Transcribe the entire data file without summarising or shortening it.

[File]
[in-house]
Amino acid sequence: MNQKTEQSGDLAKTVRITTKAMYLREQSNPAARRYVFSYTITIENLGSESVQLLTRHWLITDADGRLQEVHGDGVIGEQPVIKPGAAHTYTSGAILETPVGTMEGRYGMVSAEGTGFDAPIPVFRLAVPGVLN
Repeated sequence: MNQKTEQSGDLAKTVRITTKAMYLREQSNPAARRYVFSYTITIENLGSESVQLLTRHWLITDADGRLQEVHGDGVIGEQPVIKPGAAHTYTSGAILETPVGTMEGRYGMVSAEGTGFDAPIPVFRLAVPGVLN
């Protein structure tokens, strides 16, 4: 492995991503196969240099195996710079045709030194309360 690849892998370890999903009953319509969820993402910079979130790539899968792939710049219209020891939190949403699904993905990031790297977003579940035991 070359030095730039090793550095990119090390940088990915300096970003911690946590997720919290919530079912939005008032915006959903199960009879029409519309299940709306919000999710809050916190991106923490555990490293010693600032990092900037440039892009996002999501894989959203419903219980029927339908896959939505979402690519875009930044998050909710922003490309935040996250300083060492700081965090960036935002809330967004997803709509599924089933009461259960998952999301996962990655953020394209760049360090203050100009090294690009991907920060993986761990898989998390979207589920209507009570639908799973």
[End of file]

[in-house]
Amino acid sequence: MNQKTEQSGDLAKTVRITTKAMYLREQSNPAARRYVFSYTITIENLGSESVQLLTRHWLITDADGRLQEVHGDGVIGEQPVIKPGAAHTYTSGAILETPVGTMEGRYGMVSAEGTGFDAPIPVFRLAVPGVLN
Repeated sequence: MNQKTEQSGDLAKTVRITTKAMYLREQSNPAARRYVFSYTITIENLGSESVQLLTRHWLITDADGRLQEVHGDGVIGEQPVIKPGAAHTYTSGAILETPVGTMEGRYGMVSAEGTGFDAPIPVFRLAVPGVLN
């Protein structure tokens, strides 16, 4: 492995991503196969240099195996710079045709030194309360 690849892998370890999903009953319509969820993402910079979130790539899968792939710049219209020891939190949403699904993905990031790297977003579940035991 070359030095730039090793550095990119090390940088990915300096970003911690946590997720919290919530079912939005008032915006959903199960009879029409519309299940709306919000999710809050916190991106923490555990490293010693600032990092900037440039892009996002999501894989959203419903219980029927339908896959939505979402690519875009930044998050909710922003490309935040996250300083060492700081965090960036935002809330967004997803709509599924089933009461259960998952999301996962990655953020394209760049360090203050100009090294690009991907920060993986761990898989998390979207589920209507009570639908799973």